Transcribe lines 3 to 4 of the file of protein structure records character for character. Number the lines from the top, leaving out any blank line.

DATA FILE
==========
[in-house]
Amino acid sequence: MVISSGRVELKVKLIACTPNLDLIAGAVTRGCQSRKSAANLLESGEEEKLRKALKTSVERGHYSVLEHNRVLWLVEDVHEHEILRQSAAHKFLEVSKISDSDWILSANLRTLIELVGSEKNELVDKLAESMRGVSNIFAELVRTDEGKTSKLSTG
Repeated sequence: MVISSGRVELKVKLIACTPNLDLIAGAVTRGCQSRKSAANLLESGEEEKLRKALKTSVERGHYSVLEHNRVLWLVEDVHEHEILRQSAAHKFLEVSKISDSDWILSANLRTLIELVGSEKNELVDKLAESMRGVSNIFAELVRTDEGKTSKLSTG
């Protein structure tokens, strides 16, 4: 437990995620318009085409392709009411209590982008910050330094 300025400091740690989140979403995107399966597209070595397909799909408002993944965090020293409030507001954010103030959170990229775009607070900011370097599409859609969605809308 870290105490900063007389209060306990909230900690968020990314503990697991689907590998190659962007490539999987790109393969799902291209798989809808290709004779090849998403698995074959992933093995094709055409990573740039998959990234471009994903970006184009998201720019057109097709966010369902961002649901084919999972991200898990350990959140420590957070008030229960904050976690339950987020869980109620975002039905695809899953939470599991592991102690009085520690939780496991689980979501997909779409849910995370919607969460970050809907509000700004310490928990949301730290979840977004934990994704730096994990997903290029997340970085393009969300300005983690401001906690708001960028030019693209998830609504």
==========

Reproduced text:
Repeated sequence: MVISSGRVELKVKLIACTPNLDLIAGAVTRGCQSRKSAANLLESGEEEKLRKALKTSVERGHYSVLEHNRVLWLVEDVHEHEILRQSAAHKFLEVSKISDSDWILSANLRTLIELVGSEKNELVDKLAESMRGVSNIFAELVRTDEGKTSKLSTG
């Protein structure tokens, strides 16, 4: 437990995620318009085409392709009411209590982008910050330094 300025400091740690989140979403995107399966597209070595397909799909408002993944965090020293409030507001954010103030959170990229775009607070900011370097599409859609969605809308 870290105490900063007389209060306990909230900690968020990314503990697991689907590998190659962007490539999987790109393969799902291209798989809808290709004779090849998403698995074959992933093995094709055409990573740039998959990234471009994903970006184009998201720019057109097709966010369902961002649901084919999972991200898990350990959140420590957070008030229960904050976690339950987020869980109620975002039905695809899953939470599991592991102690009085520690939780496991689980979501997909779409849910995370919607969460970050809907509000700004310490928990949301730290979840977004934990994704730096994990997903290029997340970085393009969300300005983690401001906690708001960028030019693209998830609504």